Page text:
Bellingham’s Community Boating Center is planning for a new building with inclusion in mind.
The center's proposed expansion is a $1 million project dubbed the Wheelhouse, which will provide much-needed extra space, wheelchair-accessible restrooms, showers, changing rooms and a gathering space the boating center hopes will be used year-round.
Funding for the expansion is being raised through an ongoing capital campaign that has raised more than $587,000 as of June 15.
The Wheelhouse building will be an addition to the existing three structures and will sit adjacent to the boat storage area on the west side of the property. Construction will be planned around the off season — beginning in October — and the building is set to open in April 2024.
Students in the intermediate dinghy class rig their boats for the water. (Andy Bronson/Cascadia Daily News)
The Community Boating Center (CBC), a nonprofit located on Bellingham Bay near Fairhaven, was co-founded in 2006 by Deborah Dempsey, a retired mariner who comes from the East Coast, which has a rich history of boating centers. She saw the need for a similar boating center in Bellingham, offering small-boat rentals and classes to the general community.
“There was no place like it in Bellingham at that time and there was such a need for it,” Dempsey said. “Most of the population of Bellingham has never used their backyard, the backyard being the Bellingham Bay.”
By 2007, the CBC opened on the former Fairhaven Boatworks location. The past three years have been a time of rapid growth: The center has doubled the number of people it serves, from around 2,500 to 5,000 yearly.
An outrigger canoe is carried back to the center while an intermediate dinghy class waits to get their boats into the water. (Andy Bronson/Cascadia Daily News)
The executive director who oversaw that rapid growth was Bryan Rust. Since taking the role in 2020, Rust has focused on activating communities in Bellingham that have not traditionally been involved in boating activities. His goal is to see the demographics of Bellingham represented on the water.
“There is a culture that is ingrained in our society that sailing is for the privileged, it's for the wealthy and we are pretty active in trying to defeat that paradigm,” Rust said.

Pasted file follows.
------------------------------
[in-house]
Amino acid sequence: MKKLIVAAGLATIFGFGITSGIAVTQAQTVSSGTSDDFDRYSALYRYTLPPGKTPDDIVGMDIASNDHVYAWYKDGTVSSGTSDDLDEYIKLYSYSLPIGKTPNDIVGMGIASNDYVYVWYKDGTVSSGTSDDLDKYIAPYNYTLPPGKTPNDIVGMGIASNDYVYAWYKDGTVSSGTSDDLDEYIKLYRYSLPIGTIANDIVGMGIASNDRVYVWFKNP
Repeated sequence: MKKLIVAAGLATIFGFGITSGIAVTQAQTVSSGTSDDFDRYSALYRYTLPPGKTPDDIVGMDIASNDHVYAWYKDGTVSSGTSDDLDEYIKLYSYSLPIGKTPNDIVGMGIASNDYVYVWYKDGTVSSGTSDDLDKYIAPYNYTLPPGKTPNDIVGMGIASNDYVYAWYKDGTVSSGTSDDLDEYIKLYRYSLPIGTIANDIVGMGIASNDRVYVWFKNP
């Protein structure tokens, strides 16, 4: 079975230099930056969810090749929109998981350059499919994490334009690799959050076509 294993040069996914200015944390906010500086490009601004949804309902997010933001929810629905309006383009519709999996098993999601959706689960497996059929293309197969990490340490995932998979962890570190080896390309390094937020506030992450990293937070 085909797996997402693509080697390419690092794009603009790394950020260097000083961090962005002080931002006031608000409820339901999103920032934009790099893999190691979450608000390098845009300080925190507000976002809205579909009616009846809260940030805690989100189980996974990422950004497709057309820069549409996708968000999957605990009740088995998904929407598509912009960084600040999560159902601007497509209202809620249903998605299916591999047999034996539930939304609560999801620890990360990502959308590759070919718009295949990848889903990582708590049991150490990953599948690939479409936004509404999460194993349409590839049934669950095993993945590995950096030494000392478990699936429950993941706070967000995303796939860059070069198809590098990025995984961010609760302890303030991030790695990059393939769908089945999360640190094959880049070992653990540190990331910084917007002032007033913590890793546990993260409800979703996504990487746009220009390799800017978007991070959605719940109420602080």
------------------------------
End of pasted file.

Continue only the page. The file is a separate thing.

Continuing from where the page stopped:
Under Rust’s leadership, the boating center has worked with community groups and local nonprofits to encourage underserved populations. Rust's efforts have been felt by Ian Shenton, who attends the Max Higbee Center, and his parent, Andrea Shenton.
Passing a keelboat class in session, instructor Riley Ghio uses a safety boat to tow a dinghy. (Andy Bronson/Cascadia Daily News)
Andrea Shenton would have never imagined that Ian would get into a kayak, but said CBC staff are welcoming and confident in their work. They were both excited to hear about plans to make the expansion building accessible for people with disabilities.
“They are building with [inclusion] in mind,” Andrea Shenton said. “With the idea that they want to be community-based and have inclusion.”
That sense of inclusion has also been felt by Elisa Espinoza, a member of the leadership team for Vamos Outdoors Project, a nonprofit organization that provides academic and outdoor programs to Latinx migrant, multilingual and newcomer youth (Latinx is a gender-neutral term for a person from, or whose ancestors were from, a Spanish-speaking land or culture, or from Latin America). Vamos has a program named “diversión en el mar” in partnership with the CBC.
Instructor Riley Ghio demonstrates how to put the tiller behind one's back while moving around the boat during an intermediate dinghy class. A new building will be built near the fence line to the left.
(Andy Bronson/Cascadia Daily News)
“I can tell you that is a program that is very loved by the students,” Espinoza said. “For a lot of them, things like kayaking, paddle boarding and sailing are things that are very new to them, so it’s a great opportunity to explore their local environment.”
The current building limitations of the CBC are felt by both Espinoza and the Shentons. Espinoza recognizes the lack of rooms for the Vamos kids to change into wetsuits; the Shentons are affected by the lack of ADA-accessible changing rooms and restrooms. Both see the Wheelhouse expansion as an answer to these current limitations.
“A lot of the time our community doesn’t realize that there is a huge disparity when it comes to who gets to access recreational opportunities and who gets to enjoy our local environment,” Espinoza said. “That disparity exists, and other people deserve to enjoy the outdoors as much as everyone else.”
A previous version of this story incorrectly stated that the Community Boating Center was founded by Deborah Dempsey. The boating center was co-founded by a group of six people including Dempsey. Andrea Shenton's last name was also misspelled. The story was updated to reflect these changes on June 20, 2023 at 3:39 p.m. The Cascadia Daily News regrets the errors.